TEHRAN (Agence Mash-Presse): THE narrow, dusty road from Tehran to the Turkish border is normally quiet at this time of year.
But since last Friday's announcement that Chris De Burgh would perform in Iran, this dry, barren landscape has been filled with desperate souls fleeing for their lives.
Most travel on foot, carrying just a few belongings. A handful of lucky ones ride atop a makeshift cart, pulled along by a tired and hungry goat.
Disani, a 30 year-old mother of two from the market town of Tabriz, weeps and pulls her children close. "The first I knew was from the newspaper reports," she says.
"I thought nothing of it until a neighbour played me a few seconds of Don't Pay the Ferryman. They had to stop me from battering myself to death with a pot."
Her friend Fatemah adds: "Why not send the Flaming Lips? Or the Shins? We've been listening to a bit of Teenage Fanclub recently. Everybody likes Teenage Fanclub. But not De Burgh. Not De Burgh!"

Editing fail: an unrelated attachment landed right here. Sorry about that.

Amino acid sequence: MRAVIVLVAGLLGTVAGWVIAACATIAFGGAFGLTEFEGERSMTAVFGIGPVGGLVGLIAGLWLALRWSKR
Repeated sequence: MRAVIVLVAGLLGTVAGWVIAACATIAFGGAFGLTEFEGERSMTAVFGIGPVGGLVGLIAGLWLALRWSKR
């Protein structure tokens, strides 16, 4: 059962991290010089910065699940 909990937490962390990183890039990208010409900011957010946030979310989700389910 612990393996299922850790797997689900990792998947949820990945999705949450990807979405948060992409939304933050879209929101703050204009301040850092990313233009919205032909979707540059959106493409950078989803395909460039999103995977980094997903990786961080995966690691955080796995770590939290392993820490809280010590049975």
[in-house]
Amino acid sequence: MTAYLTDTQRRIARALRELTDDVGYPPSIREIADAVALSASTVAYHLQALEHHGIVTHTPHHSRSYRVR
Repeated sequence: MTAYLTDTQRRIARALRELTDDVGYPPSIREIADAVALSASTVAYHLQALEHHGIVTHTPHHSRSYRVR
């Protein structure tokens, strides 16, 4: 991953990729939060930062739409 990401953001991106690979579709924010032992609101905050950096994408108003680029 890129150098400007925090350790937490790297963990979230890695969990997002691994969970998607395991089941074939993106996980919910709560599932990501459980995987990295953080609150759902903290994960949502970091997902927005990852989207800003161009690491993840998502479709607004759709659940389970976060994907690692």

As the sun eases behind the dark, distant mountains and the temperature drops to zero, these weary, wretched travellers huddle around camp fires and tell their stories.
One elderly man, his eyes sunken, his teeth a fading memory, talks in hushed tones of an entire village wiped out by the video for Lady in Red.
In the morning they will rise and continue their trek to the border and the distant hope of Europe, and sanctuary.
France has already offered safe haven for 10,000 while other signatories to the 1989 Anti Chris De Burgh Treaty have pledged to do what they can.
Margaret van Klimm, of the UN High Commission for Refugees, said: "We have dealt with mass migrations caused by floods, conflict and crop failure. But everyone always forgets about the constant threat of Chris De Burgh."